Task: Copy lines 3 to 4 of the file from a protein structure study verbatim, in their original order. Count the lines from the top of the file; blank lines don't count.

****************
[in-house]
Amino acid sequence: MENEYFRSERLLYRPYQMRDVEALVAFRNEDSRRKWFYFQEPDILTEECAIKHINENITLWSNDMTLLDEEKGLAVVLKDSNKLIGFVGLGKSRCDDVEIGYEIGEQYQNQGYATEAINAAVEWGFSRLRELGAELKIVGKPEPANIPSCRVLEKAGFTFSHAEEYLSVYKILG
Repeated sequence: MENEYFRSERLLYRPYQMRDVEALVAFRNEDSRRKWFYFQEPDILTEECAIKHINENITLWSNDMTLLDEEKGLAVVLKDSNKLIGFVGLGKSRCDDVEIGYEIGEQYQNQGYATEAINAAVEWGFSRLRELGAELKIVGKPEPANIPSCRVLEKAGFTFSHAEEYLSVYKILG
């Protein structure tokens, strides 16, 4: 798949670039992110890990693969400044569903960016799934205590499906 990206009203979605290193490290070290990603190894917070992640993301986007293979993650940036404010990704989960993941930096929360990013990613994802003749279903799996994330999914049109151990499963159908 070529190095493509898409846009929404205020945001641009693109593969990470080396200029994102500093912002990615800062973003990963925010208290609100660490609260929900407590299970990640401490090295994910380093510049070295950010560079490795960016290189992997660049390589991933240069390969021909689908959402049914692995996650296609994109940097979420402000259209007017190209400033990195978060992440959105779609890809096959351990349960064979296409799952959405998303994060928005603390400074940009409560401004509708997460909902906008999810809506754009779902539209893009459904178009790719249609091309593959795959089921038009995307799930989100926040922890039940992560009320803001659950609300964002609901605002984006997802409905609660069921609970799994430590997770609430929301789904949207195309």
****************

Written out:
Repeated sequence: MENEYFRSERLLYRPYQMRDVEALVAFRNEDSRRKWFYFQEPDILTEECAIKHINENITLWSNDMTLLDEEKGLAVVLKDSNKLIGFVGLGKSRCDDVEIGYEIGEQYQNQGYATEAINAAVEWGFSRLRELGAELKIVGKPEPANIPSCRVLEKAGFTFSHAEEYLSVYKILG
């Protein structure tokens, strides 16, 4: 798949670039992110890990693969400044569903960016799934205590499906 990206009203979605290193490290070290990603190894917070992640993301986007293979993650940036404010990704989960993941930096929360990013990613994802003749279903799996994330999914049109151990499963159908 070529190095493509898409846009929404205020945001641009693109593969990470080396200029994102500093912002990615800062973003990963925010208290609100660490609260929900407590299970990640401490090295994910380093510049070295950010560079490795960016290189992997660049390589991933240069390969021909689908959402049914692995996650296609994109940097979420402000259209007017190209400033990195978060992440959105779609890809096959351990349960064979296409799952959405998303994060928005603390400074940009409560401004509708997460909902906008999810809506754009779902539209893009459904178009790719249609091309593959795959089921038009995307799930989100926040922890039940992560009320803001659950609300964002609901605002984006997802409905609660069921609970799994430590997770609430929301789904949207195309």